China's leading search engine issued a press release yesterday, proclaiming that its antivirus software suite has received certification from West Coast Labs.
Baidu Antivirus was introduced four months ago as a way free way for users on Windows desktops, laptops, and tablets to protect files and browsers from viruses and other online maladies.
There's no denying why Baidu entered the antivirus market. This is where Qihoo 360 has earned its reputation. Given the popularity of its free antivirus solutions and its popular browser, Qihoo 360 decided the time was right to roll out a search engine last summer.
The new search engine has proven popular, and the market's been pounding Baidu ever since. If Baidu can find a way to beat Qihoo 360 at its own Internet security game, the logic follows that it would be able to win its way back as a Wall Street and search darling.
There's good news on the search front.
T.H. Capital reports that recent gains at Qihoo 360 in search have come largely from non-Baidu providers. The report -- as retold by Barron's -- shows that Baidu's market share in terms of page views has only declined from 70.1% to 70% over the past two months. Qihoo 360 is still gaining. Its share of China's lucrative searches has grown from 13.8% to 14.7% in that time. However, it continues to be a case of consumers that weren't on Baidu switching to Qihoo 360.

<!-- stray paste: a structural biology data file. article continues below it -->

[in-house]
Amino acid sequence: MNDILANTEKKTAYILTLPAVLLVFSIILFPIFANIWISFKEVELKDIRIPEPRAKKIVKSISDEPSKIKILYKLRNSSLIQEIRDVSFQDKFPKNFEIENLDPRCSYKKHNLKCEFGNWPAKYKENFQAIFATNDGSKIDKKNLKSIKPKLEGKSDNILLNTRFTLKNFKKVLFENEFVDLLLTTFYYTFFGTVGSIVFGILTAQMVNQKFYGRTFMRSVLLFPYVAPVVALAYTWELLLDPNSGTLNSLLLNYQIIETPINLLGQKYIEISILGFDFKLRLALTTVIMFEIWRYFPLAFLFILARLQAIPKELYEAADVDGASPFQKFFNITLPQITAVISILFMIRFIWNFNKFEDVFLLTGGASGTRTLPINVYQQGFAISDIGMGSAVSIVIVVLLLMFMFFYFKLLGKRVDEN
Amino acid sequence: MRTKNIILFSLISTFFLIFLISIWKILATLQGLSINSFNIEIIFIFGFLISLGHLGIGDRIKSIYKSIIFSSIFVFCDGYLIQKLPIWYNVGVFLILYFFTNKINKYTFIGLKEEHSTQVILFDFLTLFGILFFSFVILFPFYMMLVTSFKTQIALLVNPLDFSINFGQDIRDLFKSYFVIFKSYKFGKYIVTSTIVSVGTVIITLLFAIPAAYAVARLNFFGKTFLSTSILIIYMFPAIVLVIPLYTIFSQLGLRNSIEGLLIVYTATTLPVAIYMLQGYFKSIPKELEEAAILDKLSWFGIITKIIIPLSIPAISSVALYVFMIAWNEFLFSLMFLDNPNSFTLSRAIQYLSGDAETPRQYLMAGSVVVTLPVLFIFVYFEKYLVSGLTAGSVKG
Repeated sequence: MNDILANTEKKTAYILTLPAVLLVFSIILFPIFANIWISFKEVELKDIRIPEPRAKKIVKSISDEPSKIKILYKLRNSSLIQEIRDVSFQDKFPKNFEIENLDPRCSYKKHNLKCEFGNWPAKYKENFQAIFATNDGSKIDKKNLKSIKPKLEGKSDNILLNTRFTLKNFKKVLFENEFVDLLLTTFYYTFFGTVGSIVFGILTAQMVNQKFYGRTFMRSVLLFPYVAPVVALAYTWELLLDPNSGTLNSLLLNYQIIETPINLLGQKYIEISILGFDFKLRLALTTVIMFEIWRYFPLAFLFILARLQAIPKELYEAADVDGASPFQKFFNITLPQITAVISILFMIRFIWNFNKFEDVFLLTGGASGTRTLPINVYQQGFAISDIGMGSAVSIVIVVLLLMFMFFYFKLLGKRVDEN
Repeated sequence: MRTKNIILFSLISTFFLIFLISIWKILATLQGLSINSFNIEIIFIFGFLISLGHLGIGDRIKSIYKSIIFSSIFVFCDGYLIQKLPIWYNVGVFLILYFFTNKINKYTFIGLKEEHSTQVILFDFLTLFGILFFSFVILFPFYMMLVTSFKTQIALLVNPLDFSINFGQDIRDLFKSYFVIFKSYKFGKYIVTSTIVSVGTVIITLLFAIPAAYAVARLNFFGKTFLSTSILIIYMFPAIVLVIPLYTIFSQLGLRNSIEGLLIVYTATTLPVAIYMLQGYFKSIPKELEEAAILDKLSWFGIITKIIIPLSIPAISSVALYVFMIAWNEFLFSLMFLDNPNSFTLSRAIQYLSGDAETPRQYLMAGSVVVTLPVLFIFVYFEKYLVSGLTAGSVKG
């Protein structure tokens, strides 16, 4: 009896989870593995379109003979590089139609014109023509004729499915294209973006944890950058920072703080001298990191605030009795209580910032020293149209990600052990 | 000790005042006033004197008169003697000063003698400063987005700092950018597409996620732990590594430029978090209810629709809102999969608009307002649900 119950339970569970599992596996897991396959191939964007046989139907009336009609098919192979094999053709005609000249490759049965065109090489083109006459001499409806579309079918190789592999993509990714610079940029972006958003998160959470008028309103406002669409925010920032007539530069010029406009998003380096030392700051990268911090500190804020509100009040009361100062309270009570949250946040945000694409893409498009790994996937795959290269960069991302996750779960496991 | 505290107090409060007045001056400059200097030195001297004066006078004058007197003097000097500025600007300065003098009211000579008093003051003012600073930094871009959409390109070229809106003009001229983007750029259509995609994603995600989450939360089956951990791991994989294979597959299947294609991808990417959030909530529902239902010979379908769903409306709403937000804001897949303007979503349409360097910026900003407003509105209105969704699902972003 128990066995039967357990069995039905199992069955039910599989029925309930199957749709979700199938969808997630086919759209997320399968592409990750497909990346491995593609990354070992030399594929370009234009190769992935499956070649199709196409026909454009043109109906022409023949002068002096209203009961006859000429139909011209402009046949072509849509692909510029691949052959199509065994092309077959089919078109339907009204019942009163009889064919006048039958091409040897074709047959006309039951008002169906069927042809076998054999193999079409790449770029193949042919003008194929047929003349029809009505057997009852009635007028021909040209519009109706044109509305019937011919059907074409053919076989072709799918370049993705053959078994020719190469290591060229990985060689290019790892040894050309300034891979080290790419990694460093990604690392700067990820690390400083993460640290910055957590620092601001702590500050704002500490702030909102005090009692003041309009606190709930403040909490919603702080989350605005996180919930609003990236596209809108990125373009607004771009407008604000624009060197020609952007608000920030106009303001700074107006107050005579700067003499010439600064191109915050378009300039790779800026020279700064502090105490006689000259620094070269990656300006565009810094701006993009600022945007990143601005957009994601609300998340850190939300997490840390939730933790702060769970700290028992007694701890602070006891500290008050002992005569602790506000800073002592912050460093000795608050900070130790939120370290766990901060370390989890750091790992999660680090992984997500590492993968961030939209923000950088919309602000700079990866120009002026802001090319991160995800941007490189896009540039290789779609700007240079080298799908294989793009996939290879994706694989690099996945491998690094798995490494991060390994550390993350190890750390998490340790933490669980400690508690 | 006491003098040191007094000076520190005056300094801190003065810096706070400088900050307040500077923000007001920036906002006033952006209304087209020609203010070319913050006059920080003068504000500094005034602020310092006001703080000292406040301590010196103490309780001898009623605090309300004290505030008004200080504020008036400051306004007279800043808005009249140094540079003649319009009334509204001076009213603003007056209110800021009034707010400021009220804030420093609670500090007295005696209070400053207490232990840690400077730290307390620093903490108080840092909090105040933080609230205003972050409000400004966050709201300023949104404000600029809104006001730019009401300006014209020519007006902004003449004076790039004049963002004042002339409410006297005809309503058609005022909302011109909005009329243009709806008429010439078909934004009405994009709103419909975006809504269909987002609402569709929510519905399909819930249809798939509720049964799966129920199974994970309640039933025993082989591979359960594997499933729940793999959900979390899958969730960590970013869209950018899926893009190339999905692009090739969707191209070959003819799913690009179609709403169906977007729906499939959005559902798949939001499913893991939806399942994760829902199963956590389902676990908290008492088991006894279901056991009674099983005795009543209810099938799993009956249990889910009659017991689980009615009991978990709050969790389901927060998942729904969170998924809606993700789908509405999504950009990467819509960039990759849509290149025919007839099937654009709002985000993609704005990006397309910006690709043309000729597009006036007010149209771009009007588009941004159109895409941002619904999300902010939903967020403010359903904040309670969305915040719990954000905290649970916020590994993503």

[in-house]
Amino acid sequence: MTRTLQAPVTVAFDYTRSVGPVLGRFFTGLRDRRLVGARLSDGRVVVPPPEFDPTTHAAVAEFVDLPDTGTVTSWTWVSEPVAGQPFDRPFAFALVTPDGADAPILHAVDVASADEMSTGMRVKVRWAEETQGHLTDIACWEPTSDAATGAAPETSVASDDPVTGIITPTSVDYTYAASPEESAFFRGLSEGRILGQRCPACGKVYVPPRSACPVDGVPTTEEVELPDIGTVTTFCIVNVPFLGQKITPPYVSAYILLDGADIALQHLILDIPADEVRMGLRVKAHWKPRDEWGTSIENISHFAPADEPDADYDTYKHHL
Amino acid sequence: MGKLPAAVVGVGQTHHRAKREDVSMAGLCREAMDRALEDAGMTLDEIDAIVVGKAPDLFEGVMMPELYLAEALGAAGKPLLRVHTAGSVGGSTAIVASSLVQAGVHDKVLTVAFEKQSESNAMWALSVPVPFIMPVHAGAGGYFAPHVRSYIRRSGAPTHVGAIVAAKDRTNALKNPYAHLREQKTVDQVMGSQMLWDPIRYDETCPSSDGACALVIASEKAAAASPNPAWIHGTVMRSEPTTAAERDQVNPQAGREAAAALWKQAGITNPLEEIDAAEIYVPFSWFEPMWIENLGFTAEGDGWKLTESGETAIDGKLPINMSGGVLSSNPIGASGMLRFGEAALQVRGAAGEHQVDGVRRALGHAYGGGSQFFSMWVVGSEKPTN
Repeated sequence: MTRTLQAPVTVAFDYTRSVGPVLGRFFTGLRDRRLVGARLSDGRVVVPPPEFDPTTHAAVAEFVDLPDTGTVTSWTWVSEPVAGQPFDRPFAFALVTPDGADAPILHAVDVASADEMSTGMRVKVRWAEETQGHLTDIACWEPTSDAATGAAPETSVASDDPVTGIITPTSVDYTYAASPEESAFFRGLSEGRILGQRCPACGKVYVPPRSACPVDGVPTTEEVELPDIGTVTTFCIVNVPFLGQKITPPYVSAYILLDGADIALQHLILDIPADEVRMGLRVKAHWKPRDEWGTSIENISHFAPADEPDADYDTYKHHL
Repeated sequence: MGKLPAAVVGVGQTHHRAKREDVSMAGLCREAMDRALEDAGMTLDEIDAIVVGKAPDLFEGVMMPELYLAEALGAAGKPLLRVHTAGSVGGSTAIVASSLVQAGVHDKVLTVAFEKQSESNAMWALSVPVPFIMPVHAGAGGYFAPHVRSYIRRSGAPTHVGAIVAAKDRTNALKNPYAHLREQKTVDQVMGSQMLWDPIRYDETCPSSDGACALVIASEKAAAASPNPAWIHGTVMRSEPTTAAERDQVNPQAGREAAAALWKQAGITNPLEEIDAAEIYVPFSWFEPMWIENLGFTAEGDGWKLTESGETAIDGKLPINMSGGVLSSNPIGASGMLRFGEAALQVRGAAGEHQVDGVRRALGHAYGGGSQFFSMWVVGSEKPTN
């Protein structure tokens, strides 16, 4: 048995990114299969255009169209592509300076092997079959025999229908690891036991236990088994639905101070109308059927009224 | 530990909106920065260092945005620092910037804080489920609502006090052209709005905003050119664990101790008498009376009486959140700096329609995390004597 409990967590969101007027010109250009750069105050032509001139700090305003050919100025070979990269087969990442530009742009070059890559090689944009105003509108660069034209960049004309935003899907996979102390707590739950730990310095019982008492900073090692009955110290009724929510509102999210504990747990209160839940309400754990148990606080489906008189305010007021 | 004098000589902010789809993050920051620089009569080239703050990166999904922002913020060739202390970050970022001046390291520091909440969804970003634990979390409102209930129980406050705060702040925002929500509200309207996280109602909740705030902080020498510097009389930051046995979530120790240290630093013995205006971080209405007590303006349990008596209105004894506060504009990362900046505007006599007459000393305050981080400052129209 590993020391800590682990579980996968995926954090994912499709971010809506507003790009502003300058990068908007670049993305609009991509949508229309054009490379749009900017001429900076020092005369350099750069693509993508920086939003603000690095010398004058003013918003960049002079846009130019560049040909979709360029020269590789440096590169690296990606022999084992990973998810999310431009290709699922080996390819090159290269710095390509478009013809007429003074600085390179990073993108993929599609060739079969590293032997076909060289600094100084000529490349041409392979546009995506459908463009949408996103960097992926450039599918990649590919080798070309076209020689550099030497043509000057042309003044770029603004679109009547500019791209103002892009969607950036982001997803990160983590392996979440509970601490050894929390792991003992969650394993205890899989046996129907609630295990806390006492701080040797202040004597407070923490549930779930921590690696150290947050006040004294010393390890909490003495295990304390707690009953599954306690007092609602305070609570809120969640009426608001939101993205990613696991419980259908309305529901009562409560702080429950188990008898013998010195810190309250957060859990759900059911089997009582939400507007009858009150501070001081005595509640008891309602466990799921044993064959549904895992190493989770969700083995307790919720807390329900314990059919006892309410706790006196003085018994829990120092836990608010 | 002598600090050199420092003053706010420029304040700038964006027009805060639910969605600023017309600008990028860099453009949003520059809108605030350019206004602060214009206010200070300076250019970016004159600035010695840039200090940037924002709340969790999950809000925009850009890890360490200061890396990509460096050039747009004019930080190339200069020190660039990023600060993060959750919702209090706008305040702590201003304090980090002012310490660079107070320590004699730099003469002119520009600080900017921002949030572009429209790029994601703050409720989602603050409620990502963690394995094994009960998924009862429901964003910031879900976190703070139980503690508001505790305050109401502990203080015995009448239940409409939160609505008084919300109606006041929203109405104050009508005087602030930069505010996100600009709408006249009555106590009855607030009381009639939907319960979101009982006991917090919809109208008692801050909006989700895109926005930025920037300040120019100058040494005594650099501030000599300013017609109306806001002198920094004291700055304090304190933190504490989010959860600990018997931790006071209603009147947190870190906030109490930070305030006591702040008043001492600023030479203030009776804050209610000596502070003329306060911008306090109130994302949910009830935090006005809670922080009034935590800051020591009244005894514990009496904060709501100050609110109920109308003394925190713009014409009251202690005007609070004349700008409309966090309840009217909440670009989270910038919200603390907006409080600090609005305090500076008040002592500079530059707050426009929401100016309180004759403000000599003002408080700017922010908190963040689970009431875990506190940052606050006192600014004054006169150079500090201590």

Baidu's market share was 71.5% at the start of the year, but if it's starting to stabilize here, that's almost as welcome news as it would be if Qihoo 360 begins losing market share.
Flat market share doesn't mean flat growth. The market itself is expanding at a heady clip, and Baidu continues to expand into new product categories and new geographical regions. Analysts see revenue climbing 36% this year and 29% come 2014. It's against this backdrop that the stock is trading for less than 16 times next year's projected earnings.
Qihoo 360 is growing faster, but it also trades at a richer multiple. The best bet for investors continues to be to buy both companies. There doesn't have to be just one winner, and naysayers that have relished Baidu's slide since peaking last year will need to remember that as Baidu continues to claw its way back into the market's good graces.
Longtime Fool contributor Rick Munarriz has no position in any stocks mentioned. The Motley Fool recommends Baidu. The Motley Fool owns shares of Baidu. Try any of our Foolish newsletter services free for 30 days. We Fools may not all hold the same opinions, but we all believe that considering a diverse range of insights makes us better investors. The Motley Fool has a disclosure policy.